BD #16 - 3 Favourite Questions to Ask Your Interviewer
Use these to interview the company when applying for roles.
Over the next couple of weeks, I will share my favourite questions to ask in interviews - both as a candidate and interviewer. I used to sell both of these lists as a guide, and they proved fairly popular, but as I'm revamping my material and courses for the new year, I wanted to give them away instead of flat-out retiring the content forever.
As always, feedback is greatly appreciated. Please let me know if you have requests for content you'd like to see.
So do you have any questions for us?
This can be a hard part of the interview! I’d strongly advise asking specific questions about the role and organisation you’re interviewing for. You really want them to know you took the time to carefully consider and research the role before getting to this stage. Asking an insightful question can make a difference in an interview! I obviously can’t help with specifics in a post like this (for that, you might want specific coaching?). I can, however, give you my favourite go-to questions that apply to most data and analytics roles.
Think about the purpose behind them and what they're trying to uncover. You can probably apply them as is if you're going for a data scientist position, but you might want to tweak them slightly otherwise.
Here they are…
1. How many models/reports/pipelines do you have in production?
This is a favourite as it captures a lot of indirect information that often isn’t included in the job description. Ask this when you’re not certain how well-developed the data and analytics practices are in the new organisation. If you get a low number or vague answer – chances are they have little to nothing in production.
This can be a red flag if you’re expecting to land in a mature setting. There’s nothing wrong with being in a role where things aren’t well defined (it can be a lot of fun being in those early stages) but it’s challenging so you’ll want to know before you get there.
If you get a firm answer or a confident “I don’t know, but more than X” then you can have more confidence that this place is on the path to proper systematised data and analytics and not just dabbling.
2. What would I achieve in the first nine months of this role to be considered a star hire?
I love this one because you’re getting valuable information about what it means to succeed in the role. This means you can prepare for landing by honing those skills and practices that the person lists. It also strongly indicates that you’re eager to perform and you want to impress – this can make you stand out.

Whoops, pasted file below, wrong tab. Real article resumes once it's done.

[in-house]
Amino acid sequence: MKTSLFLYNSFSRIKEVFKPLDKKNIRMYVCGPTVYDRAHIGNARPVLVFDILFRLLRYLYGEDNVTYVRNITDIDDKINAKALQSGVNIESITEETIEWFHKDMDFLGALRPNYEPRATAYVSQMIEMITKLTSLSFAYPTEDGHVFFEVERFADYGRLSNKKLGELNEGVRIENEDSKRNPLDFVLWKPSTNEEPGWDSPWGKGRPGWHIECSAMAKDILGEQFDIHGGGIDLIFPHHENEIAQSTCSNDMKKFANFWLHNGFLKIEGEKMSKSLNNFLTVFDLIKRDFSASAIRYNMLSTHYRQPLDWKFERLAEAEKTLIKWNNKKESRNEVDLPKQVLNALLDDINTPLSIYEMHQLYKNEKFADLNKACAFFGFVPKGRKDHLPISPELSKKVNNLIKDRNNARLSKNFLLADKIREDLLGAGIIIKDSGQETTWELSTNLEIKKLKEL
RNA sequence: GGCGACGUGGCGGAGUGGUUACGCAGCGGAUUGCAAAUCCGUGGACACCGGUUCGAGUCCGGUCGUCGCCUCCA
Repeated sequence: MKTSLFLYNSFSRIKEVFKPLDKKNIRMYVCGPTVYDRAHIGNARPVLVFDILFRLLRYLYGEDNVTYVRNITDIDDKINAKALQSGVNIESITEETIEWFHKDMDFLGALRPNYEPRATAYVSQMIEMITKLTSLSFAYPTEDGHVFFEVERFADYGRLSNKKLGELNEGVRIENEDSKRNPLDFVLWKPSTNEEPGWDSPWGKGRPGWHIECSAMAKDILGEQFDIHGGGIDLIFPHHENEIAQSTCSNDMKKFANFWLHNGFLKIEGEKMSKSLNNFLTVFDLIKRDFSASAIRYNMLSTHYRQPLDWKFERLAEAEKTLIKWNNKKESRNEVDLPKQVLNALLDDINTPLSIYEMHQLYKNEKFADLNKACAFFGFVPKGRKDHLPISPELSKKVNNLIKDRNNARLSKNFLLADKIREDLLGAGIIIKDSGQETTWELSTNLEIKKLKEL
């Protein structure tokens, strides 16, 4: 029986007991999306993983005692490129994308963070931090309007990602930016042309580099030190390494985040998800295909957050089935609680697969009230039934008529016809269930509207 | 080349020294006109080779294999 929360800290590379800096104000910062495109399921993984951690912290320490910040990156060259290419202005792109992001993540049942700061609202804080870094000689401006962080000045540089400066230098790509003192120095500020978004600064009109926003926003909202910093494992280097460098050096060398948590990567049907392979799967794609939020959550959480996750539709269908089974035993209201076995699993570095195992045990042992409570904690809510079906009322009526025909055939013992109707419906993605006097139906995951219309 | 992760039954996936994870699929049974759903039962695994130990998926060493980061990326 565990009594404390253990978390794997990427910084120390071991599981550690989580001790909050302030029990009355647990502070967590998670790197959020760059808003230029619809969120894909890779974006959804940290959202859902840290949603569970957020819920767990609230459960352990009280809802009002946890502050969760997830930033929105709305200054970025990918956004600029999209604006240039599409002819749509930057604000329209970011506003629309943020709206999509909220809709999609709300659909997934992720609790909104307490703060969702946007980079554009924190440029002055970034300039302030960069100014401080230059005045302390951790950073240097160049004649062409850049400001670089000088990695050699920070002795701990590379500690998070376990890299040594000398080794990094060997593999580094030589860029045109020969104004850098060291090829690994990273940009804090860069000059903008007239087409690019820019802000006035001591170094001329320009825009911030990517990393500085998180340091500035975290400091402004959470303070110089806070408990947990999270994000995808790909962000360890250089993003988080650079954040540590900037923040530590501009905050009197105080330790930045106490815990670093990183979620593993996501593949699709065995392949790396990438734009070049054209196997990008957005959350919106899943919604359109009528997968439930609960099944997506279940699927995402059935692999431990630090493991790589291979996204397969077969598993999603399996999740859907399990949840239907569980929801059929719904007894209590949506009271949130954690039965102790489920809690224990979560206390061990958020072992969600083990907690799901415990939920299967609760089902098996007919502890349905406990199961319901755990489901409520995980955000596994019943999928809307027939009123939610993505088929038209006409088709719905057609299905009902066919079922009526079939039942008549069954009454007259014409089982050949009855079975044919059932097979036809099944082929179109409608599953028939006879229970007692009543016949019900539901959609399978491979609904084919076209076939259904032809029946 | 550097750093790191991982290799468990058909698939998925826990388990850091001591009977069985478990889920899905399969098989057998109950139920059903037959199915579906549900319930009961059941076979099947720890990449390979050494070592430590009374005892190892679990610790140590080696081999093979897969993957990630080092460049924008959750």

Finally, you'll be more memorable because you’re making the interviewer think (they rarely have an answer for this prepared in advance). By imagining what it takes to be a star hire, they’ll begin to associate you with being one.
3. Are there any red flags or must-have skills that you don’t think have been covered in this interview already?
This is a good one to ask right at the end of a final stage interview. Tell them that you’ll be open and honest about any weaknesses if you exhibit any of the red flag traits or don’t have the skills listed. This builds trust and confidence. It might seem odd, but the point is to frame the question around the idea that you’re not looking for any job or that you’re trying to sneak in without meeting the requirements. If they think you’re not desperate, you seem more in control and capable.
You also, genuinely, don’t want to land a job that isn’t the right fit for you – this helps give you one last check that you haven’t missed anything vital either.
I've used these questions over and over again to get more information on what a role is really like. You must realise that if you're a great candidate, then at a certain point of understanding the scales tip, an interviewer might be trying to sell you the job instead of the other way around.
You don't have to use these (and it's always better to ask well-researched and thoughtful questions specific to the company) but try to uncover some of the truth about day-to-day life in the role.
All the best,
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